Restricted access

From Measuring Integration to Fighting Discrimination

The Illusion of "Ethnic Statistics"

Alain Blum and France Guérin-Pace

In this article, we engage in a debate that first took place in France ten years ago, but that has revived today. This debate concerns the question of whether to introduce ethnic categories in statistical surveys in France. There is strong opposition between those who argue for statistical categories to measure ethnic or racial populations as part of an effort to fight against discrimination, and those who argue against such statistics. The latter, including the authors of the present article, discuss the impossibility of building such categories, their inadequacies, and the political and social consequences they could have because of the way they represent society. They also argue that there are better, more efficient ways to measure discrimination and to fight against it. After describing the history of this debate, the authors present the different positions and explore the larger implications of the debate for French public life.

Restricted access

Mark Ingram

Cultural anthropology in France continues to bear the influence of a colonial-era distinction between “modern” societies with a high degree of social differentiation (and marked by rapid social change) and ostensibly socially homogeneous and change-resistant “traditional” ones. The history of key institutions (museums and research institutes) bears witness to this, as does recent scholarship centered on “the contemporary” that reworks earlier models and concepts and applies them to a world increasingly marked by transnational circulation and globalization. Anthropology at the Crossroads describes the evolution of a national tradition of scholarship, changes to its institutional status, and the models, concepts, and critical perspectives of anthropologists currently revisiting and reworking the foundations of the discipline in France.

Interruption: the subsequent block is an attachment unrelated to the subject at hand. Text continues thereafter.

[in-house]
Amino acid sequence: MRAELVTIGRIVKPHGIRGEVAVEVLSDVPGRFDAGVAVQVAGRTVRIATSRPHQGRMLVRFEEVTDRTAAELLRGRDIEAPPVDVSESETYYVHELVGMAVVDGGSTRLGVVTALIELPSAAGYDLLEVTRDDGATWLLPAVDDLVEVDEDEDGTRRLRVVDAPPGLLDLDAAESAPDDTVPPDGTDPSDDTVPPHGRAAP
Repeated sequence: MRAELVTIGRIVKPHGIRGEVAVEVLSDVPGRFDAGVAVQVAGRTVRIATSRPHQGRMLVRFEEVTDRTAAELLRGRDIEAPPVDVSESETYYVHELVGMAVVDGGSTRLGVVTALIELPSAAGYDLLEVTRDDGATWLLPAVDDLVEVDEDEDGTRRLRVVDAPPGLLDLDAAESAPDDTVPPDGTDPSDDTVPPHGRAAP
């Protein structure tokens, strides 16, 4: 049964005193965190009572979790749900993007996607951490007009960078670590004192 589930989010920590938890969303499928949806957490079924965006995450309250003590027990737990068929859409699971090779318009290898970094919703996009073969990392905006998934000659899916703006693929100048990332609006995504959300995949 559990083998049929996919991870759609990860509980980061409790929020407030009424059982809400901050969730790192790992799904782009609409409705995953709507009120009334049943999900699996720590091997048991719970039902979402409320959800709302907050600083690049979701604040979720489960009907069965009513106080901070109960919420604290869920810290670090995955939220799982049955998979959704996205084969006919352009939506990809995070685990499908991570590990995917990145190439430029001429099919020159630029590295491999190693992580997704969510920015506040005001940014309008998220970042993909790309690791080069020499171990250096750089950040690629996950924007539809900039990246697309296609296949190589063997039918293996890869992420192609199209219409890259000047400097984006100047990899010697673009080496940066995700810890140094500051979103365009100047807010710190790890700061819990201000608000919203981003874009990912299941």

Restricted access

L’impact de « mai-juin 1968 » sur la régulation sociale

Le cas de deux entreprises d’État en Haute-Garonne (1960–1975)

Clair Juilliet and Michael Llopart

Les événements socio-politiques de la fin des années 1960 représentent un moment de contestation de l’ordre établi et de bouillonnement social bien connu des historiens. En France, avec 6 à 10 millions de grévistes suivant les estimations, l

Restricted access

Conflicted Power of the Pen

The Impact of French Internment on the Pacifist Convictions and Literary Imagination of Lion Feuchtwanger

Nicole Dombrowski Risser

1940s interested in his time in occupied France and how the experience shaped the ideologies he embraced (and rejected). 2 Feuchtwanger first made a name for himself as a passionate believer in pacifism. In this pursuit he was not alone. A generation of

Restricted access

The Olive Grove of Rome

Romanization and the French Colonial Imagination in Nineteenth-Century Tunisia

Jessica Biddlestone

On 8 February 1892, the resident general of France in Tunisia promulgated a decree regulating the sale of roughly two hundred thousand hectares of land surrounding the city of Sfax at the fire-sale price of ten francs a hectare. 1 Part of an